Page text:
New Zealand Law Society - Lawyers Complaints Service: Fee deductions was unsatisfactory conduct

Lawyers Complaints Service: Fee deductions was unsatisfactory conduct

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A lawyer, B, who deducted fees from funds properly due to an estate has been found guilty of unsatisfactory conduct.

In [2015] NZLCDT 26, the lawyer faced three charges at a hearing of the New Zealand Lawyers and Conveyancers Disciplinary Tribunal.

A man died in March 2003. He was survived by his widow, two children of that marriage and by a number of children of former marriages.

The man’s estate consisted of a modest home in his sole name. The man’s will left the widow as a life tenant of the home.

After her death the home was to be transferred to the two children of the marriage, contingent upon them attaining 24 years of age. The will provided for specific legacies to some of the deceased’s children and then directed that the residue be divided between the widow, her children and some of her stepchildren in unequal shares.

Guardian Trust was appointed executor. It immediately became clear to Guardian Trust that administration of the estate would not be straightforward. There was little or no money to meet the executorship charges and ongoing management fees regarding the life tenancy. Guardian Trust initiated correspondence and discussion about renouncing its right to probate and administration of the will and eventually did so.

The widow consulted B very soon after the death of her husband. She received advice about her life tenancy and about making a claim to the estate. B engaged in correspondence with Guardian Trust about possible options for administration of the estate if it renounced its executorship.

Term deposit

The widow advised B that the deceased had at the time of his death a term deposit of $45,000 in his sole name.

The first charge B faced related to the fact that he had failed to correct statements he had made to Guardian Trust relating to the low value of the estate once he became aware there was a bank account in the deceased’s name with substantial funds in it.

B maintained that the information about the bank account was confidential and that professionally he was not bound to disclose it to anyone in accordance with a signed directive he had from his client.

“The Tribunal accepts, as did [B], that a barrister and solicitor may not mislead a third party such as the Guardian Trust even if it is the client’s instruction to do so,” the Tribunal decision states.

The Tribunal noted that the statements in B’s correspondence were correct at the time they were written and that “there was no evidence before us that Guardian Trust corresponded with or attempted to engage further with the practitioner before renouncing its executorship”.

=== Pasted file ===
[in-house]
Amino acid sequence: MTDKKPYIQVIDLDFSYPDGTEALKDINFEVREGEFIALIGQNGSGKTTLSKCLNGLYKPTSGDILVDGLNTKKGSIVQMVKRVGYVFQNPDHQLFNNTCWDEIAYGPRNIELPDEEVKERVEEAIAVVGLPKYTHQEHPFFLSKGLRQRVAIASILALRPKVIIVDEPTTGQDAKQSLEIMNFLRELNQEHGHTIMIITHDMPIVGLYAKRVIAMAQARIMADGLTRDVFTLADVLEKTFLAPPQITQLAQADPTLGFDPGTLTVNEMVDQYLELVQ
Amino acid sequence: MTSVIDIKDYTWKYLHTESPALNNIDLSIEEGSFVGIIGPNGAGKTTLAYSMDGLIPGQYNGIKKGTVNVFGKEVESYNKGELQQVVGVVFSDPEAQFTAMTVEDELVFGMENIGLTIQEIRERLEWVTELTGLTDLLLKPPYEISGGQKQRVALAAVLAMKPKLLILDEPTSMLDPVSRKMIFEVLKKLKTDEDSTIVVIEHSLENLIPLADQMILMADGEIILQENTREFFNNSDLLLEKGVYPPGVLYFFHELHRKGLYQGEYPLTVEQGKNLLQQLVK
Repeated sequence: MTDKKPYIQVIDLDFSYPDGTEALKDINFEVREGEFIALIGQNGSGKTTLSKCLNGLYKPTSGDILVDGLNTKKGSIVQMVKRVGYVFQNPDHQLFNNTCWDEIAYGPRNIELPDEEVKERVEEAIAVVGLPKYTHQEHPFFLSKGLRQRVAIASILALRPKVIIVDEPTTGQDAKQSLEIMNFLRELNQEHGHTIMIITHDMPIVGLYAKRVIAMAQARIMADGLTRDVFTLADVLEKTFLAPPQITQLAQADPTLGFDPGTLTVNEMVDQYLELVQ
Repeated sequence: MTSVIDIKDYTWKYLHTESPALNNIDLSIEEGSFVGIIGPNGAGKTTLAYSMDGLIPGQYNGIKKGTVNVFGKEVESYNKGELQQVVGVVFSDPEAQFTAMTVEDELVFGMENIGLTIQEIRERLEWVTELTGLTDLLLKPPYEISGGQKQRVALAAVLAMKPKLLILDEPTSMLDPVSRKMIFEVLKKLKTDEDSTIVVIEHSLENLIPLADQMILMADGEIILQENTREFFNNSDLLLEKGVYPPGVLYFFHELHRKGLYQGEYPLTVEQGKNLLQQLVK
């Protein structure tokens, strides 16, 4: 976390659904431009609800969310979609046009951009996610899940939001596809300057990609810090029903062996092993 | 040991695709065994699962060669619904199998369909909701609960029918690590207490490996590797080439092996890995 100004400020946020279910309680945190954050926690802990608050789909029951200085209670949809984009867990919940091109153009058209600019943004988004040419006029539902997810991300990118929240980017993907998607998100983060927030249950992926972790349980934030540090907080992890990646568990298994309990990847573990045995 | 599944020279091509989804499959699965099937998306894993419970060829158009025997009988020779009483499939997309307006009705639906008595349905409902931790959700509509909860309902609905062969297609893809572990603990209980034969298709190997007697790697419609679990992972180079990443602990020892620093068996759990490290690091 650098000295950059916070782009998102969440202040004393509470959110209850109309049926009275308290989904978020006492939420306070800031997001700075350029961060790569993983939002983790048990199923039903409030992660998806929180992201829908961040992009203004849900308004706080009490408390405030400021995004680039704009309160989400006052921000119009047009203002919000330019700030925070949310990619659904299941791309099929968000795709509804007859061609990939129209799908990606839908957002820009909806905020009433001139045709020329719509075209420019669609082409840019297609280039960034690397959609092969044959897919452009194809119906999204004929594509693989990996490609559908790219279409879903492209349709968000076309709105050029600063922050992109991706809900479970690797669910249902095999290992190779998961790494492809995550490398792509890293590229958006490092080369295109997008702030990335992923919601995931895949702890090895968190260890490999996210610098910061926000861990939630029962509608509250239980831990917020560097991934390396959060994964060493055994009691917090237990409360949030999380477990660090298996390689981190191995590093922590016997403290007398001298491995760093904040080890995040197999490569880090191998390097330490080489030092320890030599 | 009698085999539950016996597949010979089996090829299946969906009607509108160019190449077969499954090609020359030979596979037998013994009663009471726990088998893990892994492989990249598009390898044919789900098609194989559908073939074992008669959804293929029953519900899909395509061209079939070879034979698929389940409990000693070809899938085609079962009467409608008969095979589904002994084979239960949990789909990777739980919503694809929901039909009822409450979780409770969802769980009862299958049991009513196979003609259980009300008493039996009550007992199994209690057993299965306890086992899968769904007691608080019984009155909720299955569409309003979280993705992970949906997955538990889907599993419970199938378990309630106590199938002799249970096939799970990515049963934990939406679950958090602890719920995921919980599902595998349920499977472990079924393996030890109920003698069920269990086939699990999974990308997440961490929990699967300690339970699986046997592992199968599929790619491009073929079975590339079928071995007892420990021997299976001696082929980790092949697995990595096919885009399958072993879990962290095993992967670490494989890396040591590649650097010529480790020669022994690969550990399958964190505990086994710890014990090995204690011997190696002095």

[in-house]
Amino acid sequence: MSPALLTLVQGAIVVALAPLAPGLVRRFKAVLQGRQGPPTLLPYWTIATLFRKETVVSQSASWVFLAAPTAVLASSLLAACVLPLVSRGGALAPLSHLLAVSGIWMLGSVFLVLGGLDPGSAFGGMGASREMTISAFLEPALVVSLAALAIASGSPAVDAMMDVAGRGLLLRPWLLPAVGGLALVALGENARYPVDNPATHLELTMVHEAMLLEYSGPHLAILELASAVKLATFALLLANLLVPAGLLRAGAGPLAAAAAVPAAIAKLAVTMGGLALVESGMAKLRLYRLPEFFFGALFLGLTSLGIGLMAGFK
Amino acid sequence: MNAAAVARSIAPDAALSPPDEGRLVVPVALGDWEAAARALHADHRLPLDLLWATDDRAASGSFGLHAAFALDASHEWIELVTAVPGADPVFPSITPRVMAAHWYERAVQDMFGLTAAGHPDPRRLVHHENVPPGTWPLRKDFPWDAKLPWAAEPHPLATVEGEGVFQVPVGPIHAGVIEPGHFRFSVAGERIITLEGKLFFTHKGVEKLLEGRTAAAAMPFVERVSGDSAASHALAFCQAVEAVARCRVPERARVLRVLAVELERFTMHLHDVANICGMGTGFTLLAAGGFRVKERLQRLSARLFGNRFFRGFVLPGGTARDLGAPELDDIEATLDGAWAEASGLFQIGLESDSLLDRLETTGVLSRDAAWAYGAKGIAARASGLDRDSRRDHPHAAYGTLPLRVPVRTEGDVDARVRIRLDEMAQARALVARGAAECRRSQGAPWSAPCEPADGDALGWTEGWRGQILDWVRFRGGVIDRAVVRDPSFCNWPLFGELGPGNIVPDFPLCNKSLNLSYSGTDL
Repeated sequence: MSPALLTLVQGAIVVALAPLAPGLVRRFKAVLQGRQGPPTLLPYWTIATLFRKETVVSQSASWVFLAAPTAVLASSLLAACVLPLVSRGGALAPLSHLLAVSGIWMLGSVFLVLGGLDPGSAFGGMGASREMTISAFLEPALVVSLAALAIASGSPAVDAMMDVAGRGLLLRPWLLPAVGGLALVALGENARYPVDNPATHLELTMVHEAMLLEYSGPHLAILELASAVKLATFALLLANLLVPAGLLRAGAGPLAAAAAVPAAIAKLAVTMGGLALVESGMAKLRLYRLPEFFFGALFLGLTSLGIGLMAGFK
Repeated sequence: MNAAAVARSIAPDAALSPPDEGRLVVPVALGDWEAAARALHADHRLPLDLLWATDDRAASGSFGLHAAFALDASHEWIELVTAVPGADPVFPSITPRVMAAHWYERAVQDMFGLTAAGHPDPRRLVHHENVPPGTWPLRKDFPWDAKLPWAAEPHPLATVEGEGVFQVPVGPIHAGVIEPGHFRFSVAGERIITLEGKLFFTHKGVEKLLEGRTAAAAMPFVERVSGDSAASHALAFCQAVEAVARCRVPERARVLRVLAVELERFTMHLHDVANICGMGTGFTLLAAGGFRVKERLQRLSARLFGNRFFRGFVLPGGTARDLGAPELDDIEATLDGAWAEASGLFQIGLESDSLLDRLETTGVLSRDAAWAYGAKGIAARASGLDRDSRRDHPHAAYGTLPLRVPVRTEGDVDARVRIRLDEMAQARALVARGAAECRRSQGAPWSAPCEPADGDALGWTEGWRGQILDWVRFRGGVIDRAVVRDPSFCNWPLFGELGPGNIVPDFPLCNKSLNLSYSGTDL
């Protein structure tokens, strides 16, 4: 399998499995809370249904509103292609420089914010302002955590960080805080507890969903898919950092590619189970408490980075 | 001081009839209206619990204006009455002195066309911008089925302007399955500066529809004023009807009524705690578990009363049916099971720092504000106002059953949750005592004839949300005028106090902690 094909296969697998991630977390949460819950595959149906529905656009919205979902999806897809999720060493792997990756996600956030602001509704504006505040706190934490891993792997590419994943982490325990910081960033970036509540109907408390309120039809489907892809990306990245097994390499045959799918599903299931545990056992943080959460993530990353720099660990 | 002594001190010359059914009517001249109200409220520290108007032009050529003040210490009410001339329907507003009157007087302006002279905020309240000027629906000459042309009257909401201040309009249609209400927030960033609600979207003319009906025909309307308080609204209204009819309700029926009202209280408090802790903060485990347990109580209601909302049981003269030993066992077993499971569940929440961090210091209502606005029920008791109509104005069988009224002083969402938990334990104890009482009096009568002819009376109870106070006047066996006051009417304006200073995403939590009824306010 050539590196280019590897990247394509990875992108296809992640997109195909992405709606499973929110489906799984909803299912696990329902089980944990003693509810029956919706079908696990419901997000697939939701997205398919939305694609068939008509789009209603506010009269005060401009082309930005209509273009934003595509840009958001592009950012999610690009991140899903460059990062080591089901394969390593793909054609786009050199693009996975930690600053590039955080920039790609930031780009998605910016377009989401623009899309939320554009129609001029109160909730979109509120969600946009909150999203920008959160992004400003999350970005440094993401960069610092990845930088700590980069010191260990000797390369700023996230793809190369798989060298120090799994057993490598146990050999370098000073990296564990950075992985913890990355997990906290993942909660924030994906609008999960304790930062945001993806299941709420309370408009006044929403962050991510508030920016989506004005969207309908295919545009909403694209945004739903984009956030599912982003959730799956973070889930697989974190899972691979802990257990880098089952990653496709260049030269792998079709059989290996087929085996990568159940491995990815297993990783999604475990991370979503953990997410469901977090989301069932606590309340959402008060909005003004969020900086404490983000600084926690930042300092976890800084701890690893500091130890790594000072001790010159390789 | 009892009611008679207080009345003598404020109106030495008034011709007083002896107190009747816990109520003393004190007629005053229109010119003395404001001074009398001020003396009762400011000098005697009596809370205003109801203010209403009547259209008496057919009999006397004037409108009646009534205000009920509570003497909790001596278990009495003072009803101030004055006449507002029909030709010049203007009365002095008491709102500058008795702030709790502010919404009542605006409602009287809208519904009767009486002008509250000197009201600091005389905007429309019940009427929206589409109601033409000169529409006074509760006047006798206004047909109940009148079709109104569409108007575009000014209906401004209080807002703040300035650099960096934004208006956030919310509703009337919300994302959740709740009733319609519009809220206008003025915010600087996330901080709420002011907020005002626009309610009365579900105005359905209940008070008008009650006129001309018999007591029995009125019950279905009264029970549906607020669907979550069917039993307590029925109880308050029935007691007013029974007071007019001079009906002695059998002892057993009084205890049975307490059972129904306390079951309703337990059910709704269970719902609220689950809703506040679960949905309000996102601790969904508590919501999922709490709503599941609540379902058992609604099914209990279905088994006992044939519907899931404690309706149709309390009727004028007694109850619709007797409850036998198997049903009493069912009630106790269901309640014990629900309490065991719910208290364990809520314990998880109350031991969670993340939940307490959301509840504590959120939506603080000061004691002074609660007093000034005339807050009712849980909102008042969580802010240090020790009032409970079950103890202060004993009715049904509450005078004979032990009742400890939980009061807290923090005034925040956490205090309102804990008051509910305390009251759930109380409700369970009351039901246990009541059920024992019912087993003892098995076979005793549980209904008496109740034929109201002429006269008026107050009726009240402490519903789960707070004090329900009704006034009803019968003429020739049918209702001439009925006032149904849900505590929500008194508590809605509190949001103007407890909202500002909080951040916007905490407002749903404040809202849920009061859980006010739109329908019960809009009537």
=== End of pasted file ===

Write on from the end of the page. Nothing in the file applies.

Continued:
The Tribunal said it accepted that B had a professional obligation to his client to keep confidential the existence of the bank account when he was directed in writing by his client to do so.

“Maintaining client confidentiality is a cornerstone of the profession. Having regards to the facts of this case, the Tribunal is not required to consider further the issue of when obligations of non disclosure may be overridden.” The Tribunal accordingly dismissed that charge.

In the second charge, the lawyers standards committee alleged that B had misled the bank when requesting that the funds from the deceased’s term deposit be paid into his trust account.

The standards committee argued that the documents B provided the bank misrepresented the reality that the widow was only one of the beneficiaries and that she had no formal role in administering the estate.

B’s response was that there had been no misrepresentation on his part and his letters made it clear that:

  • the widow was the beneficiary he represented;
  • his client was only one of the estate’s beneficiaries;
  • the widow was not the executor/administrator of the estate; and
  • the widow was claiming only the legal and equitable ownership of the funds which form part of the estate.

The Tribunal said it reached the conclusion that the documents were neither misleading nor deceptive and dismissed the second charge.

The third charge related to B deducting fees owed to him by the widow from funds due to the estate before forwarding those funds to the nominated trust account of a new solicitor instructed by the widow.

Deducted costs

B deducted his costs of $10,009.56 owed to him by the widow personally, together with a sum representing tax deducted from the interest earned on the funds held in the trust account before he transferred the remainder of the funds as directed.

The Tribunal said it found that B’s conduct in respect of the third charge was unsatisfactory.

B applied for non publication of his name and of any details that would lead to identification of the estate and his client, and the Tribunal made such an order.

The Tribunal also ordered B to pay the Law Society $10,000 standards committee costs and $7,077 Tribunal costs.

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